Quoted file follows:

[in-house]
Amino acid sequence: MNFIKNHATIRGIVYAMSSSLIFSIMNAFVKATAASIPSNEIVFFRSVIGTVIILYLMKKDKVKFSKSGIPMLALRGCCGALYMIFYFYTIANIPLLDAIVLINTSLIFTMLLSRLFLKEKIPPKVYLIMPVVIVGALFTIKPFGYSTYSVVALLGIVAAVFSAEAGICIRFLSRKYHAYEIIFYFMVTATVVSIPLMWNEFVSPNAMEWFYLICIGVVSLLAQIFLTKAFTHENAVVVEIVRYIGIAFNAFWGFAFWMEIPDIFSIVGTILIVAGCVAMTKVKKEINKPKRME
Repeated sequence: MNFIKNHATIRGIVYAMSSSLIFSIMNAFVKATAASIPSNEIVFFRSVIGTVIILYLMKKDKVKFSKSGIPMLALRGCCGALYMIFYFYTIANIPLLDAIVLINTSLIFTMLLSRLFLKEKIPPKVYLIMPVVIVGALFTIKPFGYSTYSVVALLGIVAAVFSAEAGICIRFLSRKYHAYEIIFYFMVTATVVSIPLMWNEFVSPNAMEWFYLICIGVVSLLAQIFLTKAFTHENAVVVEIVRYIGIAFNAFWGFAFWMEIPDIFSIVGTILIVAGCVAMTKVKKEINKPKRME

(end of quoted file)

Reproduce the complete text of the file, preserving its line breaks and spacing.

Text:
[in-house]
Amino acid sequence: MNFIKNHATIRGIVYAMSSSLIFSIMNAFVKATAASIPSNEIVFFRSVIGTVIILYLMKKDKVKFSKSGIPMLALRGCCGALYMIFYFYTIANIPLLDAIVLINTSLIFTMLLSRLFLKEKIPPKVYLIMPVVIVGALFTIKPFGYSTYSVVALLGIVAAVFSAEAGICIRFLSRKYHAYEIIFYFMVTATVVSIPLMWNEFVSPNAMEWFYLICIGVVSLLAQIFLTKAFTHENAVVVEIVRYIGIAFNAFWGFAFWMEIPDIFSIVGTILIVAGCVAMTKVKKEINKPKRME
Repeated sequence: MNFIKNHATIRGIVYAMSSSLIFSIMNAFVKATAASIPSNEIVFFRSVIGTVIILYLMKKDKVKFSKSGIPMLALRGCCGALYMIFYFYTIANIPLLDAIVLINTSLIFTMLLSRLFLKEKIPPKVYLIMPVVIVGALFTIKPFGYSTYSVVALLGIVAAVFSAEAGICIRFLSRKYHAYEIIFYFMVTATVVSIPLMWNEFVSPNAMEWFYLICIGVVSLLAQIFLTKAFTHENAVVVEIVRYIGIAFNAFWGFAFWMEIPDIFSIVGTILIVAGCVAMTKVKKEINKPKRME